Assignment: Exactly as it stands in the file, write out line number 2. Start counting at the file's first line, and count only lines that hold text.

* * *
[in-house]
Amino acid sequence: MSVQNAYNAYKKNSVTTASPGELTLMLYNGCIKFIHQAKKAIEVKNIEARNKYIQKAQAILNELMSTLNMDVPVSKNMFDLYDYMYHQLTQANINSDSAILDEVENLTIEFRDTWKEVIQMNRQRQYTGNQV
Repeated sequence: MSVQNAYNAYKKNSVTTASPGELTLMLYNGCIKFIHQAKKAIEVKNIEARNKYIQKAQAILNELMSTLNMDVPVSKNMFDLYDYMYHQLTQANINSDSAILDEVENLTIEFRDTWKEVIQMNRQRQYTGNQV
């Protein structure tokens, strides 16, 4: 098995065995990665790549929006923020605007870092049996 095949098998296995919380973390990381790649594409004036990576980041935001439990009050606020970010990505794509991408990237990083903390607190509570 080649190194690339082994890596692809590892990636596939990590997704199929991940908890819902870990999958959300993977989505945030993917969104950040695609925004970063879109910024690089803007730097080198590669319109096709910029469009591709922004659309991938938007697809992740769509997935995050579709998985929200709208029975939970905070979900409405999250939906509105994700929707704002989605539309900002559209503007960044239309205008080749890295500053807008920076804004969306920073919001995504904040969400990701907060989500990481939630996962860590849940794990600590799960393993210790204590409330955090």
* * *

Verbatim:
Amino acid sequence: MSVQNAYNAYKKNSVTTASPGELTLMLYNGCIKFIHQAKKAIEVKNIEARNKYIQKAQAILNELMSTLNMDVPVSKNMFDLYDYMYHQLTQANINSDSAILDEVENLTIEFRDTWKEVIQMNRQRQYTGNQV